The famous Autodromo hosts round 13 of the 2017 Formula 1 World Championship during the first weekend of September. But there’s an even more important statistic, which is that this is the 68th year since the world championship was created and Monza is now hosting its 67th race as part of it. No other circuit has been such a permanent fixture on the schedule, not even Silverstone or Monaco.
But back to the track itself. By modern standards, Monza is a bit stop-and-go: those massive top speeds are punctuated by heavy braking and chicanes. There aren’t the big elevation changes and vertiginous compressions of Spa, for example.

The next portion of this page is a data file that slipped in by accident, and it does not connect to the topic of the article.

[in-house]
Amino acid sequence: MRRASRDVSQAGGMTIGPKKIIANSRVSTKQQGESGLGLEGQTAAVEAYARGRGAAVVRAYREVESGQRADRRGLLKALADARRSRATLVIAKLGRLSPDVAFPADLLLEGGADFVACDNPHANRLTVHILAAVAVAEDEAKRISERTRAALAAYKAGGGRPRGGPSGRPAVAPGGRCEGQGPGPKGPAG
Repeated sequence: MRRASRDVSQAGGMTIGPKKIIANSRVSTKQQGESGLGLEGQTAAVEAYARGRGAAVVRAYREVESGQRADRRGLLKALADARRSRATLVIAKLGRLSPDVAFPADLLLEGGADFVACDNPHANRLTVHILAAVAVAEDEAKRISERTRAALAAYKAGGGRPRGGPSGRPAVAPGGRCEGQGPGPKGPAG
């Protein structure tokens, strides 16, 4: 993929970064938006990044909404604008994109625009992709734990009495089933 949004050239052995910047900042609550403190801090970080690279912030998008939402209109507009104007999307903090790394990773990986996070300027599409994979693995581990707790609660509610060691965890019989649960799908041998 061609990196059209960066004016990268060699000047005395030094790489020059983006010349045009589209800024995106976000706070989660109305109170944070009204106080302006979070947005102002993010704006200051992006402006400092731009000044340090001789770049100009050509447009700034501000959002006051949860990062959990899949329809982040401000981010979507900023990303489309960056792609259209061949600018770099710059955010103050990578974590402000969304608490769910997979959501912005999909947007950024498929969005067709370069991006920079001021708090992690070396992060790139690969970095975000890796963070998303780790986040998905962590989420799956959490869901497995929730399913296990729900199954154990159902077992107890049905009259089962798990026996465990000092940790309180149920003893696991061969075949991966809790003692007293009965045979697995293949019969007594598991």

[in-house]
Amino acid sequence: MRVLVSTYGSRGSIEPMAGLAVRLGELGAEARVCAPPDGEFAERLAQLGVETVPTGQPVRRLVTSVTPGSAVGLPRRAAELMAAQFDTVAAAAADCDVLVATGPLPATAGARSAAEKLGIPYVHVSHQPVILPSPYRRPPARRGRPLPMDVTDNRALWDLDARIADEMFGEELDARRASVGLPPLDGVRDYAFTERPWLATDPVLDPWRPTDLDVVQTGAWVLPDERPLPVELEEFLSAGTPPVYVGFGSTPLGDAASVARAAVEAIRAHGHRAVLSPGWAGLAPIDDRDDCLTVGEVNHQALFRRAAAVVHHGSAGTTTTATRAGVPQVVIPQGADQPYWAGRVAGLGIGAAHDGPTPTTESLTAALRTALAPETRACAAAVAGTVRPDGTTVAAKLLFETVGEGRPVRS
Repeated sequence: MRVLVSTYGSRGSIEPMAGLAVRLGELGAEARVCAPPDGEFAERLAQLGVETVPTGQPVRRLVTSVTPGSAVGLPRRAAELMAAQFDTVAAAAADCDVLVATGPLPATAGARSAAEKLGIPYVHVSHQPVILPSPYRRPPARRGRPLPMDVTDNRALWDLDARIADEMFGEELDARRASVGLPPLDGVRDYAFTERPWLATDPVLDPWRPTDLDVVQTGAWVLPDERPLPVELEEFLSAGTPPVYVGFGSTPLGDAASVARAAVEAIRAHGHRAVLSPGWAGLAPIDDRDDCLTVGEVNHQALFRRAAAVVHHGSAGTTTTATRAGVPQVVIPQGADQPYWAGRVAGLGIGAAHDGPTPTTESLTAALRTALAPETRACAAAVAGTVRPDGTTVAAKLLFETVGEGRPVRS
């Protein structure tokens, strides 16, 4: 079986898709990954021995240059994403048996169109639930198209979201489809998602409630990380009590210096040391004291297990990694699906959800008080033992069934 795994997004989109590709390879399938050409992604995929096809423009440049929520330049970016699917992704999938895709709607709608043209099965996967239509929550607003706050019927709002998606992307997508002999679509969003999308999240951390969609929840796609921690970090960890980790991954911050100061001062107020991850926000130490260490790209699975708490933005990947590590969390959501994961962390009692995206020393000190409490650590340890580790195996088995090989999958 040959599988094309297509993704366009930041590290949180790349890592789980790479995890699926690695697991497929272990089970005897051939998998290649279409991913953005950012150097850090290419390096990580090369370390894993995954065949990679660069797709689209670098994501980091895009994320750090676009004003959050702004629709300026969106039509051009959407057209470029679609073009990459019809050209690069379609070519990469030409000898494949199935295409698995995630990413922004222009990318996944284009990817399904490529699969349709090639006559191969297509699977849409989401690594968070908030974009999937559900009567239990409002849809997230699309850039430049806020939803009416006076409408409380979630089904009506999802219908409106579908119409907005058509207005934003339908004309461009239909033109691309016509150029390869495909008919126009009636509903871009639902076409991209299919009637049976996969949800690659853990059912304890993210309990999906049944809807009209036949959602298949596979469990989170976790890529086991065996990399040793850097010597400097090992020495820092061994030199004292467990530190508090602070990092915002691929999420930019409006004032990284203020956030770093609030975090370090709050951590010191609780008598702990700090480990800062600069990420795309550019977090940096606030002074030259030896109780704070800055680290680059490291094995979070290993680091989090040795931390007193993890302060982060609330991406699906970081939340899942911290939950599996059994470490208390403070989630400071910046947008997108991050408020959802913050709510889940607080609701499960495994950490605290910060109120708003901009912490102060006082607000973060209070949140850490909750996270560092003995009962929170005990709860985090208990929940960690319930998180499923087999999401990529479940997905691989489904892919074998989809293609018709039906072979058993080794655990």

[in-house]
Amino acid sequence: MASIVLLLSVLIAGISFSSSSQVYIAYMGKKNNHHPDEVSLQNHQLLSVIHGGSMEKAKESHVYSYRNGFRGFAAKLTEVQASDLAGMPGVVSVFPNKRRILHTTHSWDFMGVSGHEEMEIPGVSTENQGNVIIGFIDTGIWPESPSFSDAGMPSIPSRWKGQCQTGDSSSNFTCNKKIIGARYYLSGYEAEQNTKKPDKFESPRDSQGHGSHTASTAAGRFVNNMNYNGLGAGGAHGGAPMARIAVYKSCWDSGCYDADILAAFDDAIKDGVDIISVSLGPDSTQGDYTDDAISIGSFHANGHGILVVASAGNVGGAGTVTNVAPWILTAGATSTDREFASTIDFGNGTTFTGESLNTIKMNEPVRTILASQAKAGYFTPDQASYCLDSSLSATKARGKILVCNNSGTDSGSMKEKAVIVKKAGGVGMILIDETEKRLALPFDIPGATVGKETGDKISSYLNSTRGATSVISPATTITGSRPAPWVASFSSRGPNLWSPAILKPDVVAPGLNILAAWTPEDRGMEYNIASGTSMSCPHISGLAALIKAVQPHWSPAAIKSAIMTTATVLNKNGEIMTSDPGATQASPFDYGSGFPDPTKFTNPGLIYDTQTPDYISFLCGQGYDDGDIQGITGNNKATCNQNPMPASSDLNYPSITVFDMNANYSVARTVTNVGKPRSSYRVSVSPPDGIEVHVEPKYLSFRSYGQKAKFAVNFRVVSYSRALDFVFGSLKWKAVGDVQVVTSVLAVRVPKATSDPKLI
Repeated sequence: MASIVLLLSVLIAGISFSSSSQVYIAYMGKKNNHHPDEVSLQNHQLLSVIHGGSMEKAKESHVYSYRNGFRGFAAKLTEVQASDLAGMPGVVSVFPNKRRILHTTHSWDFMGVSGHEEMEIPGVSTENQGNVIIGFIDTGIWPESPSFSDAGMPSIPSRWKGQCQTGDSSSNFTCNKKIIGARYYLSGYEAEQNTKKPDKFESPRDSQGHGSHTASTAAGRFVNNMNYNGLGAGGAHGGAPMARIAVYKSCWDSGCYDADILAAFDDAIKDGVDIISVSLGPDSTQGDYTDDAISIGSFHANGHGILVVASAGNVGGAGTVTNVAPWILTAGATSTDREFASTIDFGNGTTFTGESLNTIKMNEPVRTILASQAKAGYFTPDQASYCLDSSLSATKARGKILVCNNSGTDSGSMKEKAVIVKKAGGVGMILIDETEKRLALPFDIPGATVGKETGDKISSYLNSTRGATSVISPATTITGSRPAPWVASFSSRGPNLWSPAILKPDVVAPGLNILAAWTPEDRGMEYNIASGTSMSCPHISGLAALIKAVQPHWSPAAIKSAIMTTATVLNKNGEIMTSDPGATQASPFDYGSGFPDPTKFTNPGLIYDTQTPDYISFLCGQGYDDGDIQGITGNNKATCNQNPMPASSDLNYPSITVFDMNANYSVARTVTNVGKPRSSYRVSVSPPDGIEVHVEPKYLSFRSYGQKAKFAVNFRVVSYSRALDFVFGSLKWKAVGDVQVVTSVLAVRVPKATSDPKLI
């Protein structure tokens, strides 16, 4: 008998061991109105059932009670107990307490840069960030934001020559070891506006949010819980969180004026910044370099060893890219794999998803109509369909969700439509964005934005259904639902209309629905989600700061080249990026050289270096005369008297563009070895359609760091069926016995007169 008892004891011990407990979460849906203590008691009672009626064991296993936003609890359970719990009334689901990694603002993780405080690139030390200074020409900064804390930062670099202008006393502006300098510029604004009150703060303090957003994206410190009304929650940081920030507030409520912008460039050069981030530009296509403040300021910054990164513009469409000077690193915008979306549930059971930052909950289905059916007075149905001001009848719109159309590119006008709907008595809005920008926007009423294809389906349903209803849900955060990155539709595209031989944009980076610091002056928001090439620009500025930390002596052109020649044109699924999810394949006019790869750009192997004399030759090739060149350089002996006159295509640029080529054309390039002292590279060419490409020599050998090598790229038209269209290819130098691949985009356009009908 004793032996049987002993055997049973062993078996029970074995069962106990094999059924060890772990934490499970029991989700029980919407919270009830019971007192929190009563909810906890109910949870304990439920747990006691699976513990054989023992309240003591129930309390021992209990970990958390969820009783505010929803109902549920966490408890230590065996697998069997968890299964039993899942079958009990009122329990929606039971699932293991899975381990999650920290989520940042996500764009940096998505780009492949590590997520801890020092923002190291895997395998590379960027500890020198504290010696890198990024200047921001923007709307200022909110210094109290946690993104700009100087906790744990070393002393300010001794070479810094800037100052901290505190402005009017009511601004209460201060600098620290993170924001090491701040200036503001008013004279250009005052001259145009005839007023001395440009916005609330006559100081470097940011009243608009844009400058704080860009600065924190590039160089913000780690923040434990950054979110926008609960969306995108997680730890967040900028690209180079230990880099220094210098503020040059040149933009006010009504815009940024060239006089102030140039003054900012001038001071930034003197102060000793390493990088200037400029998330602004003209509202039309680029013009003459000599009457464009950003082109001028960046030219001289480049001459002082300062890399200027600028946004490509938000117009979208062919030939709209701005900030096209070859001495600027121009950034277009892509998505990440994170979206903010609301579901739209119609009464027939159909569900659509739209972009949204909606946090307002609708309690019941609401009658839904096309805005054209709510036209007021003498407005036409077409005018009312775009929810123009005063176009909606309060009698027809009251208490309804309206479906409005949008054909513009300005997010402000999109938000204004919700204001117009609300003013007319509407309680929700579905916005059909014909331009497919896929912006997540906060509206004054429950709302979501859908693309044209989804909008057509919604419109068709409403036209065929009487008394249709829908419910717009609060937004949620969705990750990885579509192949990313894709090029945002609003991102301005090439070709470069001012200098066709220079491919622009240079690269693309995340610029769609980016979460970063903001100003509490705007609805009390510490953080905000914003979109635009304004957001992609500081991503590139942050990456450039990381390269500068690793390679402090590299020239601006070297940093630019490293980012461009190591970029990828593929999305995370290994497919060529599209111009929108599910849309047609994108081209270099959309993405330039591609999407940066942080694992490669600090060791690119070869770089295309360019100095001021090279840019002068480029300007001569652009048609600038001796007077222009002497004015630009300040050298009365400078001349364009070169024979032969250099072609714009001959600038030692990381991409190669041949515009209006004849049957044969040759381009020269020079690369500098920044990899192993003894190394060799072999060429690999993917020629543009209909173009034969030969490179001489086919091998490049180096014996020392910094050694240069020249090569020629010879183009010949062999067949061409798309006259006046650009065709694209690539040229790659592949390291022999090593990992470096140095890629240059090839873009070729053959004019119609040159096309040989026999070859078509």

Set against the copy and paste nature of many current circuits though, Lesmo 1 and 2, Variante Ascari and Parabolica stand out as being truly different. At Monza, a low downforce set-up means that most forces are longitudinal: in other words, acceleration and braking; imposing massive demands on the drivers and cars. Because of that, both then and now, Monza has been known as ‘the temple of speed’. A definition that has met with universal acclaim.